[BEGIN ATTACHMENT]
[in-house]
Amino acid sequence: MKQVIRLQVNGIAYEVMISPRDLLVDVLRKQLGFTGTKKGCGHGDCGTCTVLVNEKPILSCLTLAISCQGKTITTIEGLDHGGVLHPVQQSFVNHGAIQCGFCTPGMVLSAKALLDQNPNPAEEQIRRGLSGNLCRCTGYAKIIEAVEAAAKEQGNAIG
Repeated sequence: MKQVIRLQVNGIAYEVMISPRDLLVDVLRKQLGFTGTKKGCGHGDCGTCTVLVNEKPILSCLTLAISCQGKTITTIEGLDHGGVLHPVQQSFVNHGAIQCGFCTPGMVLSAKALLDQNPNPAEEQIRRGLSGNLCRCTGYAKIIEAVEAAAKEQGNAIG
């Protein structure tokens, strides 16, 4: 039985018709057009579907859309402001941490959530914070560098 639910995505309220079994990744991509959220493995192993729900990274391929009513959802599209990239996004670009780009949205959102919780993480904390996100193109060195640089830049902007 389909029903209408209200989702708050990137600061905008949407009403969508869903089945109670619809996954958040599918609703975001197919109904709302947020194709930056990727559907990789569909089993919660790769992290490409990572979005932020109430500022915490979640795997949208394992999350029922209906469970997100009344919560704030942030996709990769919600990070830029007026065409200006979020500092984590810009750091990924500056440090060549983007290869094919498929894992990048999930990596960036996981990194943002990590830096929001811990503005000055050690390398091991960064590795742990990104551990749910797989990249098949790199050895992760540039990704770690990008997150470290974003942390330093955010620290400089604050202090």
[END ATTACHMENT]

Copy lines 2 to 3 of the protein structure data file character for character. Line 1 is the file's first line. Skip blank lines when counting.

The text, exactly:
Amino acid sequence: MKQVIRLQVNGIAYEVMISPRDLLVDVLRKQLGFTGTKKGCGHGDCGTCTVLVNEKPILSCLTLAISCQGKTITTIEGLDHGGVLHPVQQSFVNHGAIQCGFCTPGMVLSAKALLDQNPNPAEEQIRRGLSGNLCRCTGYAKIIEAVEAAAKEQGNAIG
Repeated sequence: MKQVIRLQVNGIAYEVMISPRDLLVDVLRKQLGFTGTKKGCGHGDCGTCTVLVNEKPILSCLTLAISCQGKTITTIEGLDHGGVLHPVQQSFVNHGAIQCGFCTPGMVLSAKALLDQNPNPAEEQIRRGLSGNLCRCTGYAKIIEAVEAAAKEQGNAIG